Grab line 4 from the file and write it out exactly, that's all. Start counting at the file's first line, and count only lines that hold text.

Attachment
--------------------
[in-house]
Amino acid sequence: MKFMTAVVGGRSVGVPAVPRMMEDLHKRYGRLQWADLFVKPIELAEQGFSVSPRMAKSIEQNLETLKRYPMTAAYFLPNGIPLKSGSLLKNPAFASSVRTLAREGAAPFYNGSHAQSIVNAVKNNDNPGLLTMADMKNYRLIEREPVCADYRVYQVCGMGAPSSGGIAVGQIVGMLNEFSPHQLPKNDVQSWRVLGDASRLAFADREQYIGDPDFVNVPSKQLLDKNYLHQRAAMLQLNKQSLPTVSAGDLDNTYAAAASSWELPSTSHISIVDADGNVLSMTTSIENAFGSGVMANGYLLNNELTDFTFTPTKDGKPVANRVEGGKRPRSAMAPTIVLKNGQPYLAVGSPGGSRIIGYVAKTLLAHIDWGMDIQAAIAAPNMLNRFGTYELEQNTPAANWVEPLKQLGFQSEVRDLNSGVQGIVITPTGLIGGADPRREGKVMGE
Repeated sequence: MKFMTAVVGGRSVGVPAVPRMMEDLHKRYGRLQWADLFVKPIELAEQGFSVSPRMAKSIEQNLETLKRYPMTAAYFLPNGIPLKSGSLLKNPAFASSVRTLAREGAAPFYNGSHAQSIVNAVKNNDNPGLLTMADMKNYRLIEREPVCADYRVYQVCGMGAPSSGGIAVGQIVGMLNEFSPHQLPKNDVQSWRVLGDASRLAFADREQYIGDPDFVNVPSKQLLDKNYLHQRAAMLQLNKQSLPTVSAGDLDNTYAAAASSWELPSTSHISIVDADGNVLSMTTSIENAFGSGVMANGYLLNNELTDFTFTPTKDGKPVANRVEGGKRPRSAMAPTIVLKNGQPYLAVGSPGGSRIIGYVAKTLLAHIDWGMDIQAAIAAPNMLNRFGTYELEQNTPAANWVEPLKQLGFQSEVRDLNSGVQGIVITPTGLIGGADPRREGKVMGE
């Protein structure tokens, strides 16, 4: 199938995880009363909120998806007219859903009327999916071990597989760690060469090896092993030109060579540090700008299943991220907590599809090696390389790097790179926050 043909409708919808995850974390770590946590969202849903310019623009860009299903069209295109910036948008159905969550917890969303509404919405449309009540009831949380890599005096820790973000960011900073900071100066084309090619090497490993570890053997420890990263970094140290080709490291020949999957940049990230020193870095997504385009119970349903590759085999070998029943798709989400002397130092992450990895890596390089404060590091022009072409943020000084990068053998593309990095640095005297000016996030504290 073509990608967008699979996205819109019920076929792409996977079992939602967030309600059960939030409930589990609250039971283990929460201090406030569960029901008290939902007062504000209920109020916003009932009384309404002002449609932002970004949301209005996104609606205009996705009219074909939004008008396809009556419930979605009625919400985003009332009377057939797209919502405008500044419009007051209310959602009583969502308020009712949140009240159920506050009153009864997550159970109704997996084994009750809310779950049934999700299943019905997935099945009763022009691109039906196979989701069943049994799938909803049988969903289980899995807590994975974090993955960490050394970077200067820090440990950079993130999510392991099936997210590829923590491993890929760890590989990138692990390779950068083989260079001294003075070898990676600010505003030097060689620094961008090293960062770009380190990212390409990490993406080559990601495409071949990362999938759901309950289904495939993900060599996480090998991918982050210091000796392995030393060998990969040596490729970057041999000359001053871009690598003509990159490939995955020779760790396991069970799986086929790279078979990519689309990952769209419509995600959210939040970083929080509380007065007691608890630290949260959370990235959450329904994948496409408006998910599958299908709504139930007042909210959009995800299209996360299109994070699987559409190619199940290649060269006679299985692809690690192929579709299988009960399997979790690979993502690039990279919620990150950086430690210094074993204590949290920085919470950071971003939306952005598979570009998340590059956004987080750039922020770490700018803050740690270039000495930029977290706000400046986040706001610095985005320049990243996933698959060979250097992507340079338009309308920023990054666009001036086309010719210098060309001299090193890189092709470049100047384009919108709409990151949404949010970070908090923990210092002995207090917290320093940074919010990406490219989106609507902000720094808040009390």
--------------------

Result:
């Protein structure tokens, strides 16, 4: 199938995880009363909120998806007219859903009327999916071990597989760690060469090896092993030109060579540090700008299943991220907590599809090696390389790097790179926050 043909409708919808995850974390770590946590969202849903310019623009860009299903069209295109910036948008159905969550917890969303509404919405449309009540009831949380890599005096820790973000960011900073900071100066084309090619090497490993570890053997420890990263970094140290080709490291020949999957940049990230020193870095997504385009119970349903590759085999070998029943798709989400002397130092992450990895890596390089404060590091022009072409943020000084990068053998593309990095640095005297000016996030504290 073509990608967008699979996205819109019920076929792409996977079992939602967030309600059960939030409930589990609250039971283990929460201090406030569960029901008290939902007062504000209920109020916003009932009384309404002002449609932002970004949301209005996104609606205009996705009219074909939004008008396809009556419930979605009625919400985003009332009377057939797209919502405008500044419009007051209310959602009583969502308020009712949140009240159920506050009153009864997550159970109704997996084994009750809310779950049934999700299943019905997935099945009763022009691109039906196979989701069943049994799938909803049988969903289980899995807590994975974090993955960490050394970077200067820090440990950079993130999510392991099936997210590829923590491993890929760890590989990138692990390779950068083989260079001294003075070898990676600010505003030097060689620094961008090293960062770009380190990212390409990490993406080559990601495409071949990362999938759901309950289904495939993900060599996480090998991918982050210091000796392995030393060998990969040596490729970057041999000359001053871009690598003509990159490939995955020779760790396991069970799986086929790279078979990519689309990952769209419509995600959210939040970083929080509380007065007691608890630290949260959370990235959450329904994948496409408006998910599958299908709504139930007042909210959009995800299209996360299109994070699987559409190619199940290649060269006679299985692809690690192929579709299988009960399997979790690979993502690039990279919620990150950086430690210094074993204590949290920085919470950071971003939306952005598979570009998340590059956004987080750039922020770490700018803050740690270039000495930029977290706000400046986040706001610095985005320049990243996933698959060979250097992507340079338009309308920023990054666009001036086309010719210098060309001299090193890189092709470049100047384009919108709409990151949404949010970070908090923990210092002995207090917290320093940074919010990406490219989106609507902000720094808040009390």